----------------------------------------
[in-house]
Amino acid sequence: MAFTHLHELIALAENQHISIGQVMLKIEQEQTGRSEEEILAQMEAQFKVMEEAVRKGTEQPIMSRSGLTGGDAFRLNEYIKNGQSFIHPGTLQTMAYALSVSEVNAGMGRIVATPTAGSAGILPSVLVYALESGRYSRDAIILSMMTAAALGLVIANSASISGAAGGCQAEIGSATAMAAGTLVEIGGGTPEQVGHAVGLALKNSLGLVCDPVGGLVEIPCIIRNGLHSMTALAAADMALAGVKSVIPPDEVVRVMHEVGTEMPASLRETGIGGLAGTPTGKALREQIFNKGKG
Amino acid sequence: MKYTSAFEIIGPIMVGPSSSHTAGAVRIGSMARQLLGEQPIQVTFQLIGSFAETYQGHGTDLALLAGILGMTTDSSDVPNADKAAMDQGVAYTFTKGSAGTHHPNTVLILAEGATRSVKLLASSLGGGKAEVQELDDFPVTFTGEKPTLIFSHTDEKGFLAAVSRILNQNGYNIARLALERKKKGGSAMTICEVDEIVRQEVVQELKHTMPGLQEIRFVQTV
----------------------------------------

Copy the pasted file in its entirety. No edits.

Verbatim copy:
[in-house]
Amino acid sequence: MAFTHLHELIALAENQHISIGQVMLKIEQEQTGRSEEEILAQMEAQFKVMEEAVRKGTEQPIMSRSGLTGGDAFRLNEYIKNGQSFIHPGTLQTMAYALSVSEVNAGMGRIVATPTAGSAGILPSVLVYALESGRYSRDAIILSMMTAAALGLVIANSASISGAAGGCQAEIGSATAMAAGTLVEIGGGTPEQVGHAVGLALKNSLGLVCDPVGGLVEIPCIIRNGLHSMTALAAADMALAGVKSVIPPDEVVRVMHEVGTEMPASLRETGIGGLAGTPTGKALREQIFNKGKG
Amino acid sequence: MKYTSAFEIIGPIMVGPSSSHTAGAVRIGSMARQLLGEQPIQVTFQLIGSFAETYQGHGTDLALLAGILGMTTDSSDVPNADKAAMDQGVAYTFTKGSAGTHHPNTVLILAEGATRSVKLLASSLGGGKAEVQELDDFPVTFTGEKPTLIFSHTDEKGFLAAVSRILNQNGYNIARLALERKKKGGSAMTICEVDEIVRQEVVQELKHTMPGLQEIRFVQTV